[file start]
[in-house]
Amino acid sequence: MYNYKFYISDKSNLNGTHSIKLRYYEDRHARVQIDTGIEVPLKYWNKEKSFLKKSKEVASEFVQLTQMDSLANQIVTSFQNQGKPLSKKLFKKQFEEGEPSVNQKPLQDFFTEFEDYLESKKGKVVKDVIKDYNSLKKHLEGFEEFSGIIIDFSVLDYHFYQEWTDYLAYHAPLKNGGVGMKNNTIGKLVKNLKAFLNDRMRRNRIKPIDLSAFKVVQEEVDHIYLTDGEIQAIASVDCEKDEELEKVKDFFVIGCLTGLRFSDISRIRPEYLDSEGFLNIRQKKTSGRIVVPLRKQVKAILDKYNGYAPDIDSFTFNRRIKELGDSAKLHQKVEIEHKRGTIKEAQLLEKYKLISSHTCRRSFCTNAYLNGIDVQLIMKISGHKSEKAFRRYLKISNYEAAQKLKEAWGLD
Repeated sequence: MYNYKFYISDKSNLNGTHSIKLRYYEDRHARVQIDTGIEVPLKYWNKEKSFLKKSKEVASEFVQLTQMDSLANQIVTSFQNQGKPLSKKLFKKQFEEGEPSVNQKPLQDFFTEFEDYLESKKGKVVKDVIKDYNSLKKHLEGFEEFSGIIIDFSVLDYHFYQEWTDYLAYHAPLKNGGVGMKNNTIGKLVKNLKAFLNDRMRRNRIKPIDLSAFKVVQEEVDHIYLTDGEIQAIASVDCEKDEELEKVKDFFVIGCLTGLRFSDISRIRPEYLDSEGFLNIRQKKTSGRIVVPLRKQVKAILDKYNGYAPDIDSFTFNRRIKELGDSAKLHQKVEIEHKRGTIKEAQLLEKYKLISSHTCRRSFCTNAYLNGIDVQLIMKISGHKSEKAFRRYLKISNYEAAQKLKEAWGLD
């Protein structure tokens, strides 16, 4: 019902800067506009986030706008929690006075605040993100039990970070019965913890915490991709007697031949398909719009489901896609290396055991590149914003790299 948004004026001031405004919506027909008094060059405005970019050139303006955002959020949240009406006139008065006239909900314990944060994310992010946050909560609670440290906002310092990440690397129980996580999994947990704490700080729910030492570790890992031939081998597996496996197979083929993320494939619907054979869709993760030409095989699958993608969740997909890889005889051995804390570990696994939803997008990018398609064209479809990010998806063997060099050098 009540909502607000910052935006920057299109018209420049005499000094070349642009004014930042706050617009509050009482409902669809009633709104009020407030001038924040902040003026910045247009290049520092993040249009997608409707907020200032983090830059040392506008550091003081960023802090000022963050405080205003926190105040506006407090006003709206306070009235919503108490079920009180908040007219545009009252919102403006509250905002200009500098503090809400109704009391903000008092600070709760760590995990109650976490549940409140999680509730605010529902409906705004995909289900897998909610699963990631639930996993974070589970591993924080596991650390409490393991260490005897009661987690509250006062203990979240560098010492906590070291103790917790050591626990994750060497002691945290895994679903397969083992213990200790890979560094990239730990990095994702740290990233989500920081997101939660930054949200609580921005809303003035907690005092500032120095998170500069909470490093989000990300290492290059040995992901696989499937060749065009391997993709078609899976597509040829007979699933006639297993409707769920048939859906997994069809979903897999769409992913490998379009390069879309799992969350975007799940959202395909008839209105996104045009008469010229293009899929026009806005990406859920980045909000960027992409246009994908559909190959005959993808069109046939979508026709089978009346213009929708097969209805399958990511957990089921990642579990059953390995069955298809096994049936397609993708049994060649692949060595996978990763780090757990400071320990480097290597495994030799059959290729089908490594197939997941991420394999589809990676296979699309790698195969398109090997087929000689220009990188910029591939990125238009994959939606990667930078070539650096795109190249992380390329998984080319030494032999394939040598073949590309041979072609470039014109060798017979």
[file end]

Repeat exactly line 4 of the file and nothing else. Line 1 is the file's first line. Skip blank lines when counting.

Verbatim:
């Protein structure tokens, strides 16, 4: 019902800067506009986030706008929690006075605040993100039990970070019965913890915490991709007697031949398909719009489901896609290396055991590149914003790299 948004004026001031405004919506027909008094060059405005970019050139303006955002959020949240009406006139008065006239909900314990944060994310992010946050909560609670440290906002310092990440690397129980996580999994947990704490700080729910030492570790890992031939081998597996496996197979083929993320494939619907054979869709993760030409095989699958993608969740997909890889005889051995804390570990696994939803997008990018398609064209479809990010998806063997060099050098 009540909502607000910052935006920057299109018209420049005499000094070349642009004014930042706050617009509050009482409902669809009633709104009020407030001038924040902040003026910045247009290049520092993040249009997608409707907020200032983090830059040392506008550091003081960023802090000022963050405080205003926190105040506006407090006003709206306070009235919503108490079920009180908040007219545009009252919102403006509250905002200009500098503090809400109704009391903000008092600070709760760590995990109650976490549940409140999680509730605010529902409906705004995909289900897998909610699963990631639930996993974070589970591993924080596991650390409490393991260490005897009661987690509250006062203990979240560098010492906590070291103790917790050591626990994750060497002691945290895994679903397969083992213990200790890979560094990239730990990095994702740290990233989500920081997101939660930054949200609580921005809303003035907690005092500032120095998170500069909470490093989000990300290492290059040995992901696989499937060749065009391997993709078609899976597509040829007979699933006639297993409707769920048939859906997994069809979903897999769409992913490998379009390069879309799992969350975007799940959202395909008839209105996104045009008469010229293009899929026009806005990406859920980045909000960027992409246009994908559909190959005959993808069109046939979508026709089978009346213009929708097969209805399958990511957990089921990642579990059953390995069955298809096994049936397609993708049994060649692949060595996978990763780090757990400071320990480097290597495994030799059959290729089908490594197939997941991420394999589809990676296979699309790698195969398109090997087929000689220009990188910029591939990125238009994959939606990667930078070539650096795109190249992380390329998984080319030494032999394939040598073949590309041979072609470039014109060798017979």